3. rollin says:

    They are also heavily subsidized by not having to comply with all the pollution and environmental laws as well as not having to pay for the environmental destruction their drilling and products cause. We all have to pay the biggest price down the road, not the oil companies.

  4. Stephanie Palmer says:

    Is anyone surprised to find out that the oil companies lie? Not only do they get subsidies and tax deductions, they also get free security courtesy of the US government. I don’t know why we give them free security, especially since we get no break with the cost of their product which is ALWAYS sold on the world market.

  5. Roscoe McCloskey says:

    It’s quite possible that it is far worse than even this article describes. Check this other article out…

    http://priceofoil.org/fossil-fuel-subsidies/

  6. Gus diZerega says:

    Since the invasion of Iraq was due to oil, the oil industry should pay for that war from its profits. Ditto for maintaining such a large fleet to protect the sea lanes for tankers.

  7. Chris Winter says:

    “Cost-recovery benefits.” Great. And what was going on at Rick’s Cafe Americain was “recreational probabilistic currency exchange.”

  8. Paul Klinkman says:

    There are some nice wind canyons on Vancouver Island. If the United States Army were to invade Canada to seize these wind canyons and then give these canyons away to one or two particular wind power companies, the cost of our government hiring all of those troops would be a hidden subsidy for these wind power companies. Another hidden subsidy would be our wanton expenditure of good will with our neighbor to the north.

  9. Timothy Hughbanks says:

    It is only coincidence that nations in which the United States places its troops and tanks and over which it flies its aircraft and drops its bombs (as measured by the cost in treasure and lives we’re willing to sacrifice) is closely correlated with the geography of oil wells. There is no subsidy there, zero, none.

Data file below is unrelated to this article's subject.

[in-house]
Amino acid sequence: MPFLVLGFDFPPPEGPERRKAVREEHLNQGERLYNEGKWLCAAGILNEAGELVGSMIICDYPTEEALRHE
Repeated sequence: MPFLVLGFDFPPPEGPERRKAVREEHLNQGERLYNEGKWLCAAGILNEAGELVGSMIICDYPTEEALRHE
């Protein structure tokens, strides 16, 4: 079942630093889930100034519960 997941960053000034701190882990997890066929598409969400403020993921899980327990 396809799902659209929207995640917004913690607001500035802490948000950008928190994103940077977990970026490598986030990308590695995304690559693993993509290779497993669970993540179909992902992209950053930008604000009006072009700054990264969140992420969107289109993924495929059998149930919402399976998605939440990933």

10. Rick says:

    “And the oil industry’s $4 billion preferential treatment is written permanently into the tax code.” It’s more like $40 billion.

    If the subsidies were removed, and they should be, it would change the way we do things in the US. People would not like it, but they would adapt. This would be a hugh beginning to slow AGW. Public transportation would take off, it would be good for all.

    Unfortunately, I don’t see this happening.

  11. Consider the Connection to:
    The Economic Pyramid CTC3
    There are 2 sides to the Economic Pyramid, NEGATIVE(-) & POSITIVE(+)
    [ BIG OIL IS ON THE (-) SIDE
    http://www.twitter.com/CTC123GREEN
    http://www.pbckt.com/aY.8V1o

  12. Tom says:

    What of the oil drilled on public land? ALL of the profit from that is rightfully the property of WE THE PEOPLE – yet another huge subsidy – not that it make any sense at all to drill on public lands, but to GIVE that money to oil companies compounds the sin.

  13. Bruce Nagy says:

    We could create a price for carbon and then pretend it didn’t exist.

    -Bruce Nagy